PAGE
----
. 43. in Brazil. in Colombia.1. 54. a logic of fragmentation has been completed. Since the 1990’s.7%. These archipelagos give evidence of a logic of segmentation of the political and social space. but. creating spaces with a specific internal order. In Vigilância. pursuing to secure the law. while in Guatemala it rates 55. whilst El Salvador. AND SOCIAL CONTROL.6. establishing a sort of governmental strategies that tend to suspend certain civil rights –more technically that judicially–. respectively (UNITED NATIONS. we will examine the response mechanisms towards crime.2%..9. constituting what we call ‘archipelagos of securitization”: territories with particular array of governmentality. Aiming at that objective. ARCHIPELAGOS OF SECURITIZATION: A NEW LOGIC OF SURVEILLANCE. 52. it also shows other kinds of order. 1996. 46. classification and surveillance act as resources towards risk. in Chile.6%. in Chile.1%. to expose the conditions under which security strategies in Latin America have been founded. bearing in mind that each country has a different background. Segurança e Controle Social na América Latina. in Brazil. securitization and social control strategies. Governmental response towards crime has focused mainly on prevention. the Gini index in Argentina rates 51. 72. in El Salvador.1 (WORLD BANK.6%. in México. in México. somehow. The following part elaborates on the conformation of what we have called archipelagos of securitization. BOTELLO N.3.1. which are those governmentality areas implemented in modern Latin American cities. F. security strategies run by the governmental sphere in Latin America in the past two decades.RIONDA. respond to insecurity in the same way: be means of surveillance. 59% and 47. in Perú. 76%. 87. violence and insecurity in Latin American metropolis. 84. In addition.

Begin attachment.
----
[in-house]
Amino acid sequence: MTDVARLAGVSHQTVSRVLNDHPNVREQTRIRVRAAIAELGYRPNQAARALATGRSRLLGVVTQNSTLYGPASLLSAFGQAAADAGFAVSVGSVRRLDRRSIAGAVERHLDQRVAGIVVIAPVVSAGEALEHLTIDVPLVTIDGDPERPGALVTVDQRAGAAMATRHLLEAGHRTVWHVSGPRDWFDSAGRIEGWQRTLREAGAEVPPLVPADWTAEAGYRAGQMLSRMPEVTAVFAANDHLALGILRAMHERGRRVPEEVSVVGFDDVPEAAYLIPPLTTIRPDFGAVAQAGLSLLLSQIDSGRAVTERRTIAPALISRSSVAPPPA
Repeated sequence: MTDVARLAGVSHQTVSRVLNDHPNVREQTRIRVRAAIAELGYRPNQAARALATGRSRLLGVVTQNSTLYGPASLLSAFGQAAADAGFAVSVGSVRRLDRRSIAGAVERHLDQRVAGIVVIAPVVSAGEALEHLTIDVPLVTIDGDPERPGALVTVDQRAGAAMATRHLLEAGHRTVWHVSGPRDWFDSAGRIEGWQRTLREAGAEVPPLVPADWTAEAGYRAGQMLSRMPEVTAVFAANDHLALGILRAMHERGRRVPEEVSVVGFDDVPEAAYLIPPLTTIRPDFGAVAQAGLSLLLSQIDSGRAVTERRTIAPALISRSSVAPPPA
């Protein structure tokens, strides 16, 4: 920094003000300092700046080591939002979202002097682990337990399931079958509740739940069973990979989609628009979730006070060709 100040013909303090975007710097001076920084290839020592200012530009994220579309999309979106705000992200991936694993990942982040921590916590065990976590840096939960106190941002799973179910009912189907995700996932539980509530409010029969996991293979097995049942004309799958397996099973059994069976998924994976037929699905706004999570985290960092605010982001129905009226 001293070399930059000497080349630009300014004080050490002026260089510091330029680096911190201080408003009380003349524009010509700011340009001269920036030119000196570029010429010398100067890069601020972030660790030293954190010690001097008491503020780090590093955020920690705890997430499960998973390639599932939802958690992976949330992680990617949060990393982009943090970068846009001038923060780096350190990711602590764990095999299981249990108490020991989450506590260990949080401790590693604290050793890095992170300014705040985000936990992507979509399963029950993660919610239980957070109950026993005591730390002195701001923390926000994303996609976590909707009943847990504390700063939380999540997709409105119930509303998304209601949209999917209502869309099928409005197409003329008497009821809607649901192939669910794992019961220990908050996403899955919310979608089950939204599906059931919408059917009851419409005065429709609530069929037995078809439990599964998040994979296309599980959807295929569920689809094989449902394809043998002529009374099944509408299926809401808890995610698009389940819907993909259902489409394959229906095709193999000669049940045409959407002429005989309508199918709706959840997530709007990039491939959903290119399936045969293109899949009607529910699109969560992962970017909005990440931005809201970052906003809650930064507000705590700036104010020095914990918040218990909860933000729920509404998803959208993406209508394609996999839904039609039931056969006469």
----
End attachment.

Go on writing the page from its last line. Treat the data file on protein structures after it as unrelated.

and between economically-depressed zone citizens with delinquents. labor or amusement activities are performed–. the determination of security involves the verification of a concept link between poverty. Vigilância. in this way. e. a logic of social practices and perceptions. economical. where. KRUIJT. 1999). the definition of human security implies a concern in those risk factors. the urban partition was identified with the ‘unrule of law’. Consequently. for example. consolidated in some kind of human vulnerability. additionally to the edification of gated spaces separated from risk (represented by inhabitants of marginal barrios or favelas). the Latin American cities began to make use of an urbanity arrangement based on marginality. According to this. the fragmentation of the Latin American urban space was characterized in terms of a distinction between rich areas versus ‘forgotten’ slum dwellers.. RADCLIFFE. state failure and violence. A. Citizenship insecurity. the relationship between urban poverty. In this sense. PINHEIRO. places where the ultimate objective is to keep activities regular. insecurity and violence start in the characterization of the lack of economical. Segurança e Controle Social na América Latina. R. particularly to face insecurity and crime problems: the liaison between violence and poverty.towards citizens (KOONINGS. is reflected between those living in the different archipelagos of security. proper communication routes are constructed to interconnect the security islands –those spaces would be. ROLNIK. F. the lack of security and the absence of law-enforcing authorities in the neglected –abandoned– parts of the urban territory (MÉNDEZ. suggesting a referent for territorial and social division of the metropolis in ‘go’ and ‘no-go’ zones (CALDEIRA. Additionally.. 2007). like poverty. or inequality. dichotomy which expresses the constitution of urban poverty and social exclusion. O’DONNELL. 2009